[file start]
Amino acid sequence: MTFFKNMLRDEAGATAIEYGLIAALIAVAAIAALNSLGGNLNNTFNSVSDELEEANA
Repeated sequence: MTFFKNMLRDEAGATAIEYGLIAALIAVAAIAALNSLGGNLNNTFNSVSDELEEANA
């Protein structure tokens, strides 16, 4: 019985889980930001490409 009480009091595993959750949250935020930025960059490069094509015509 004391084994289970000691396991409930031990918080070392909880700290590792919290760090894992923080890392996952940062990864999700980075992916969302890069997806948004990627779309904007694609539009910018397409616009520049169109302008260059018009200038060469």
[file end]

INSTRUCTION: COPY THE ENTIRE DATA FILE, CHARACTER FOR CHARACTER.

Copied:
Amino acid sequence: MTFFKNMLRDEAGATAIEYGLIAALIAVAAIAALNSLGGNLNNTFNSVSDELEEANA
Repeated sequence: MTFFKNMLRDEAGATAIEYGLIAALIAVAAIAALNSLGGNLNNTFNSVSDELEEANA
């Protein structure tokens, strides 16, 4: 019985889980930001490409 009480009091595993959750949250935020930025960059490069094509015509 004391084994289970000691396991409930031990918080070392909880700290590792919290760090894992923080890392996952940062990864999700980075992916969302890069997806948004990627779309904007694609539009910018397409616009520049169109302008260059018009200038060469």